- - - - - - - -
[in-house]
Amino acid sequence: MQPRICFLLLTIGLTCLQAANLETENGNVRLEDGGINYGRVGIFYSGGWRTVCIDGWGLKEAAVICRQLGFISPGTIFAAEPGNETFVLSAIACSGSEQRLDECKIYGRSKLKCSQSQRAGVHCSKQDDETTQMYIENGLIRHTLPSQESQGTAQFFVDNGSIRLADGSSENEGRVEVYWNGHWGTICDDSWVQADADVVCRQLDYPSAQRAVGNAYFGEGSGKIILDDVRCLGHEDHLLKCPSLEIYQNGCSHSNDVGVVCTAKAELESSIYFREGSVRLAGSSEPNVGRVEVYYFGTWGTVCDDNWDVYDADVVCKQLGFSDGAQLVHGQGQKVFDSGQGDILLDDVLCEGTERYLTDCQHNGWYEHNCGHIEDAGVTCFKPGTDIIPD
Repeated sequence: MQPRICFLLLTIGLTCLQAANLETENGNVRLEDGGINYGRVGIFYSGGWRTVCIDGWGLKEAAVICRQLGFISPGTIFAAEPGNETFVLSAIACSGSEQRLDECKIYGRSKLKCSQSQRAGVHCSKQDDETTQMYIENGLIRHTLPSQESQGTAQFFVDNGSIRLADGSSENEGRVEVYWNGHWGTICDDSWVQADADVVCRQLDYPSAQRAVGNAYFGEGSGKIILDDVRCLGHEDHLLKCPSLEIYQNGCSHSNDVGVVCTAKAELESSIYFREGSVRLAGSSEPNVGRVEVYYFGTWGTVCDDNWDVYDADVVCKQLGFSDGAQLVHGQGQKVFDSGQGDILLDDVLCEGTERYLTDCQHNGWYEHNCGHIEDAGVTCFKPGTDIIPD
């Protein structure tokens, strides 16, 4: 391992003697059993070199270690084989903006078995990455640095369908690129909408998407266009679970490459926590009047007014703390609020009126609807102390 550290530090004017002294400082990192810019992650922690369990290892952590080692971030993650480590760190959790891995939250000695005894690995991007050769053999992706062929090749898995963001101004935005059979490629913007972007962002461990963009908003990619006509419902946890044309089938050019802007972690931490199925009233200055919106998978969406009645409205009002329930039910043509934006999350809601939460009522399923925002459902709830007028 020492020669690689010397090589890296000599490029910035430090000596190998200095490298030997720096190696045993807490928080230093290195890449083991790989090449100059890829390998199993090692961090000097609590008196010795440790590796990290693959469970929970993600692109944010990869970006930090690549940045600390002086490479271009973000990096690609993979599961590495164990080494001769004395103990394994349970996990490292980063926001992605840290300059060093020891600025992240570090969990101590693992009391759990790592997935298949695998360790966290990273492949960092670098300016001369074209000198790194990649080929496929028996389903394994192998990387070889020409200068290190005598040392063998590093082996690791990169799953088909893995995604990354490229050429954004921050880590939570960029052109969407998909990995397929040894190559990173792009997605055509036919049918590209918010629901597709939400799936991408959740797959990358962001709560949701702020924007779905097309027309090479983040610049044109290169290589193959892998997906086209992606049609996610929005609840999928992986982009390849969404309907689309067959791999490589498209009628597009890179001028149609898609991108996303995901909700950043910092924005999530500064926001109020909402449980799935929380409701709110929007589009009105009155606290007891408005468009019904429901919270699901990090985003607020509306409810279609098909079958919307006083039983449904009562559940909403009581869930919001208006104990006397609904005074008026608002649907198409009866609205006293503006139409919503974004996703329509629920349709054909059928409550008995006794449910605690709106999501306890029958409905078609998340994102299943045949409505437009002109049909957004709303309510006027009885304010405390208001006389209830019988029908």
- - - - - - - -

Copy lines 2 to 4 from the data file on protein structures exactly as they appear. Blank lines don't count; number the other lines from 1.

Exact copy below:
Amino acid sequence: MQPRICFLLLTIGLTCLQAANLETENGNVRLEDGGINYGRVGIFYSGGWRTVCIDGWGLKEAAVICRQLGFISPGTIFAAEPGNETFVLSAIACSGSEQRLDECKIYGRSKLKCSQSQRAGVHCSKQDDETTQMYIENGLIRHTLPSQESQGTAQFFVDNGSIRLADGSSENEGRVEVYWNGHWGTICDDSWVQADADVVCRQLDYPSAQRAVGNAYFGEGSGKIILDDVRCLGHEDHLLKCPSLEIYQNGCSHSNDVGVVCTAKAELESSIYFREGSVRLAGSSEPNVGRVEVYYFGTWGTVCDDNWDVYDADVVCKQLGFSDGAQLVHGQGQKVFDSGQGDILLDDVLCEGTERYLTDCQHNGWYEHNCGHIEDAGVTCFKPGTDIIPD
Repeated sequence: MQPRICFLLLTIGLTCLQAANLETENGNVRLEDGGINYGRVGIFYSGGWRTVCIDGWGLKEAAVICRQLGFISPGTIFAAEPGNETFVLSAIACSGSEQRLDECKIYGRSKLKCSQSQRAGVHCSKQDDETTQMYIENGLIRHTLPSQESQGTAQFFVDNGSIRLADGSSENEGRVEVYWNGHWGTICDDSWVQADADVVCRQLDYPSAQRAVGNAYFGEGSGKIILDDVRCLGHEDHLLKCPSLEIYQNGCSHSNDVGVVCTAKAELESSIYFREGSVRLAGSSEPNVGRVEVYYFGTWGTVCDDNWDVYDADVVCKQLGFSDGAQLVHGQGQKVFDSGQGDILLDDVLCEGTERYLTDCQHNGWYEHNCGHIEDAGVTCFKPGTDIIPD
């Protein structure tokens, strides 16, 4: 391992003697059993070199270690084989903006078995990455640095369908690129909408998407266009679970490459926590009047007014703390609020009126609807102390 550290530090004017002294400082990192810019992650922690369990290892952590080692971030993650480590760190959790891995939250000695005894690995991007050769053999992706062929090749898995963001101004935005059979490629913007972007962002461990963009908003990619006509419902946890044309089938050019802007972690931490199925009233200055919106998978969406009645409205009002329930039910043509934006999350809601939460009522399923925002459902709830007028 020492020669690689010397090589890296000599490029910035430090000596190998200095490298030997720096190696045993807490928080230093290195890449083991790989090449100059890829390998199993090692961090000097609590008196010795440790590796990290693959469970929970993600692109944010990869970006930090690549940045600390002086490479271009973000990096690609993979599961590495164990080494001769004395103990394994349970996990490292980063926001992605840290300059060093020891600025992240570090969990101590693992009391759990790592997935298949695998360790966290990273492949960092670098300016001369074209000198790194990649080929496929028996389903394994192998990387070889020409200068290190005598040392063998590093082996690791990169799953088909893995995604990354490229050429954004921050880590939570960029052109969407998909990995397929040894190559990173792009997605055509036919049918590209918010629901597709939400799936991408959740797959990358962001709560949701702020924007779905097309027309090479983040610049044109290169290589193959892998997906086209992606049609996610929005609840999928992986982009390849969404309907689309067959791999490589498209009628597009890179001028149609898609991108996303995901909700950043910092924005999530500064926001109020909402449980799935929380409701709110929007589009009105009155606290007891408005468009019904429901919270699901990090985003607020509306409810279609098909079958919307006083039983449904009562559940909403009581869930919001208006104990006397609904005074008026608002649907198409009866609205006293503006139409919503974004996703329509629920349709054909059928409550008995006794449910605690709106999501306890029958409905078609998340994102299943045949409505437009002109049909957004709303309510006027009885304010405390208001006389209830019988029908």